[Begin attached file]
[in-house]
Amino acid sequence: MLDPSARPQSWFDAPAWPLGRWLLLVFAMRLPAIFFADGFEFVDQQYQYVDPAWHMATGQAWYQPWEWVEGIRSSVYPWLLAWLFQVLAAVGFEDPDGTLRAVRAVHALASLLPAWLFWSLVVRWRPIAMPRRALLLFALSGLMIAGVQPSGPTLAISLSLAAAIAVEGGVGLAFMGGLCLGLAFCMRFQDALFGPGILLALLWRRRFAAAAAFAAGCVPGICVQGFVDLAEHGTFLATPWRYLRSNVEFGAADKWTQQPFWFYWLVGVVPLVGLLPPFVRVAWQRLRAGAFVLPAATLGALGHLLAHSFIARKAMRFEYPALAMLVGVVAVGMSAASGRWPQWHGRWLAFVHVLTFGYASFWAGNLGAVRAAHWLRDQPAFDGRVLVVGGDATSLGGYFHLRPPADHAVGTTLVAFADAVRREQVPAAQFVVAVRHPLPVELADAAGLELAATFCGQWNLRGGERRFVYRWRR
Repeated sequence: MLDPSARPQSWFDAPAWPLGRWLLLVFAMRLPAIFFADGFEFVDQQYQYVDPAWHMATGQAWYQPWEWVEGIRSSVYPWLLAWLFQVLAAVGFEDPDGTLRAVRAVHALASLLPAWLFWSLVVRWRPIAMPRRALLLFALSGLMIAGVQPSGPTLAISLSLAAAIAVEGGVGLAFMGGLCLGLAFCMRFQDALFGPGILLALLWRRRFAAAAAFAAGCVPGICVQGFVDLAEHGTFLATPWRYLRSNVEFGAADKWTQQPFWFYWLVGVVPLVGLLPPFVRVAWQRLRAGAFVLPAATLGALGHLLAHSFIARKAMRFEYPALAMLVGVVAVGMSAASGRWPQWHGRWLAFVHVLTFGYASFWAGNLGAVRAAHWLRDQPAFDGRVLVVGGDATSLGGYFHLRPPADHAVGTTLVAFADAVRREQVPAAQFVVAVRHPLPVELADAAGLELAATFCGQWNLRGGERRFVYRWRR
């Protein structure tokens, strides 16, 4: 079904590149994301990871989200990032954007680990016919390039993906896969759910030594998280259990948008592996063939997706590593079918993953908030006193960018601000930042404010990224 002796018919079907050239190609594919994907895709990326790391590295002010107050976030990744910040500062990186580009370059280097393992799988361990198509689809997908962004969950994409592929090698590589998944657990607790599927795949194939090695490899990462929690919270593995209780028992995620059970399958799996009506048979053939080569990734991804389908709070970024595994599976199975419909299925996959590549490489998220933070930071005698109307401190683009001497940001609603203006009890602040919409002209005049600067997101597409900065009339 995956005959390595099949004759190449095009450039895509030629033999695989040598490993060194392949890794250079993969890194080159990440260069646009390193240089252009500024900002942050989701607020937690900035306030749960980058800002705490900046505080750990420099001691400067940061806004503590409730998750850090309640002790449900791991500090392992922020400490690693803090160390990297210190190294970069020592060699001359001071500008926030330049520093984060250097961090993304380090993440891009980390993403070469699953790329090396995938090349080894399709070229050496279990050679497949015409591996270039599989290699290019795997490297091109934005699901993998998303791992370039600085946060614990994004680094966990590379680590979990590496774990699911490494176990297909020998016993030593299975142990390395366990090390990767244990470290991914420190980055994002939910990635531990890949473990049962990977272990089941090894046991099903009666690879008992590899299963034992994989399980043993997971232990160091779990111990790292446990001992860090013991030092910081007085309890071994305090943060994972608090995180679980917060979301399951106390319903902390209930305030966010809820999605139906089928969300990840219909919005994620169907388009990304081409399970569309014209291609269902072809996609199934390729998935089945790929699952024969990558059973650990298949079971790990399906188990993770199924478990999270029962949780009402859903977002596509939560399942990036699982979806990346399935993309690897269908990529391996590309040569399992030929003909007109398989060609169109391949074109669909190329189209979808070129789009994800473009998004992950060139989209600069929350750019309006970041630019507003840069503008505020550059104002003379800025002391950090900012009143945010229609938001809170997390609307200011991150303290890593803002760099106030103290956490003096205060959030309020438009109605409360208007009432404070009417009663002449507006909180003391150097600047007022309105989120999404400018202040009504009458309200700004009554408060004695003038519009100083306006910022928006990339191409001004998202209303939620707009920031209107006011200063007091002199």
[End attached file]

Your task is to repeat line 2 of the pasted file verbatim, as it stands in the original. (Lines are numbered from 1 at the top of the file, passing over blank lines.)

Amino acid sequence: MLDPSARPQSWFDAPAWPLGRWLLLVFAMRLPAIFFADGFEFVDQQYQYVDPAWHMATGQAWYQPWEWVEGIRSSVYPWLLAWLFQVLAAVGFEDPDGTLRAVRAVHALASLLPAWLFWSLVVRWRPIAMPRRALLLFALSGLMIAGVQPSGPTLAISLSLAAAIAVEGGVGLAFMGGLCLGLAFCMRFQDALFGPGILLALLWRRRFAAAAAFAAGCVPGICVQGFVDLAEHGTFLATPWRYLRSNVEFGAADKWTQQPFWFYWLVGVVPLVGLLPPFVRVAWQRLRAGAFVLPAATLGALGHLLAHSFIARKAMRFEYPALAMLVGVVAVGMSAASGRWPQWHGRWLAFVHVLTFGYASFWAGNLGAVRAAHWLRDQPAFDGRVLVVGGDATSLGGYFHLRPPADHAVGTTLVAFADAVRREQVPAAQFVVAVRHPLPVELADAAGLELAATFCGQWNLRGGERRFVYRWRR